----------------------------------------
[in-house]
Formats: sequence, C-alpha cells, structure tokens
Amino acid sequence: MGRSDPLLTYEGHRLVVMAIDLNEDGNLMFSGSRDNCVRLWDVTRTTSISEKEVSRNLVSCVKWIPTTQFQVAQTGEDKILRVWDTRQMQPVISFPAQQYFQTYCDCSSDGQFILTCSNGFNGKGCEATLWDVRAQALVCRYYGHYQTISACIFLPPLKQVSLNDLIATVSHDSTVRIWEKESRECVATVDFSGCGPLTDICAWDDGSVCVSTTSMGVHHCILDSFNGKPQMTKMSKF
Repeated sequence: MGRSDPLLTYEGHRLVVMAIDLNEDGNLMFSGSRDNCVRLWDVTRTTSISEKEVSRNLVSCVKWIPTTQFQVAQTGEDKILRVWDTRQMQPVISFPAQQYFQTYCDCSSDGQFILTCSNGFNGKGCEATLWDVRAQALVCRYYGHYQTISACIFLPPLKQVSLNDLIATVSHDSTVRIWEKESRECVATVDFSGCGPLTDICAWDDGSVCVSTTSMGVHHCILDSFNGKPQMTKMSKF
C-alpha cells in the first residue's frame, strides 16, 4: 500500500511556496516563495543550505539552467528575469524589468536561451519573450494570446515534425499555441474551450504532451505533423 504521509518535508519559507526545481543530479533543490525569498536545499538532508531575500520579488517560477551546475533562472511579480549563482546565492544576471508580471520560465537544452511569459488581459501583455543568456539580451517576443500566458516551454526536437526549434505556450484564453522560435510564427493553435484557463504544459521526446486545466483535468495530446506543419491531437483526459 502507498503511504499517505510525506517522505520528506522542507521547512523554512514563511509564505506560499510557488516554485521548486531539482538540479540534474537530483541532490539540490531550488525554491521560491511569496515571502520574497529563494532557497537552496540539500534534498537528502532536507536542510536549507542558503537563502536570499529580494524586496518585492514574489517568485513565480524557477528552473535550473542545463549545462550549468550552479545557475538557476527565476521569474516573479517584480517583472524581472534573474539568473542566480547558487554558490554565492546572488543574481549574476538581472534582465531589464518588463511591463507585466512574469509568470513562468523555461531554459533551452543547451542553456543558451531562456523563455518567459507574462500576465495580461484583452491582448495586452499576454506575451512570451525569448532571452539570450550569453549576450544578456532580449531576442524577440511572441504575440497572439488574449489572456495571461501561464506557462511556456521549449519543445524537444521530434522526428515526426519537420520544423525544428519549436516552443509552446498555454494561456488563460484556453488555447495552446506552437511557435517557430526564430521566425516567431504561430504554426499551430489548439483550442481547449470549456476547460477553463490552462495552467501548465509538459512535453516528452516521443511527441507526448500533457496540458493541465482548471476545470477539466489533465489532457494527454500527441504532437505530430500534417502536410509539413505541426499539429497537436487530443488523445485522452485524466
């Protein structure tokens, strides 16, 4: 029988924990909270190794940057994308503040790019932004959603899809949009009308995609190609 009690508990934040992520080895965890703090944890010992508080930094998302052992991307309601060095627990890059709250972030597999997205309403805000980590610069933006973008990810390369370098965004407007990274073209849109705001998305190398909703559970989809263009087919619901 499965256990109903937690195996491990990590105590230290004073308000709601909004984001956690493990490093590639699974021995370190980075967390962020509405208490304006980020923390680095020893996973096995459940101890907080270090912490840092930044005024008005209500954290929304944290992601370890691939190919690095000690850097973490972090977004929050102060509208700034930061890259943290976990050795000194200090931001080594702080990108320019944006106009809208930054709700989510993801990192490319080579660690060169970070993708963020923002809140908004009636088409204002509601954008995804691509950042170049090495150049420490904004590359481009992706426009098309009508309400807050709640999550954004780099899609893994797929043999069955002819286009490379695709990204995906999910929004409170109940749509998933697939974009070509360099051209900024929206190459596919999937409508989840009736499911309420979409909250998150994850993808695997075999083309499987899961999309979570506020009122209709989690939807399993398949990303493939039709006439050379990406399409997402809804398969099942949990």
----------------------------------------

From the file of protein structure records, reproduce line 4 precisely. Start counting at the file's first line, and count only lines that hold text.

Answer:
Repeated sequence: MGRSDPLLTYEGHRLVVMAIDLNEDGNLMFSGSRDNCVRLWDVTRTTSISEKEVSRNLVSCVKWIPTTQFQVAQTGEDKILRVWDTRQMQPVISFPAQQYFQTYCDCSSDGQFILTCSNGFNGKGCEATLWDVRAQALVCRYYGHYQTISACIFLPPLKQVSLNDLIATVSHDSTVRIWEKESRECVATVDFSGCGPLTDICAWDDGSVCVSTTSMGVHHCILDSFNGKPQMTKMSKF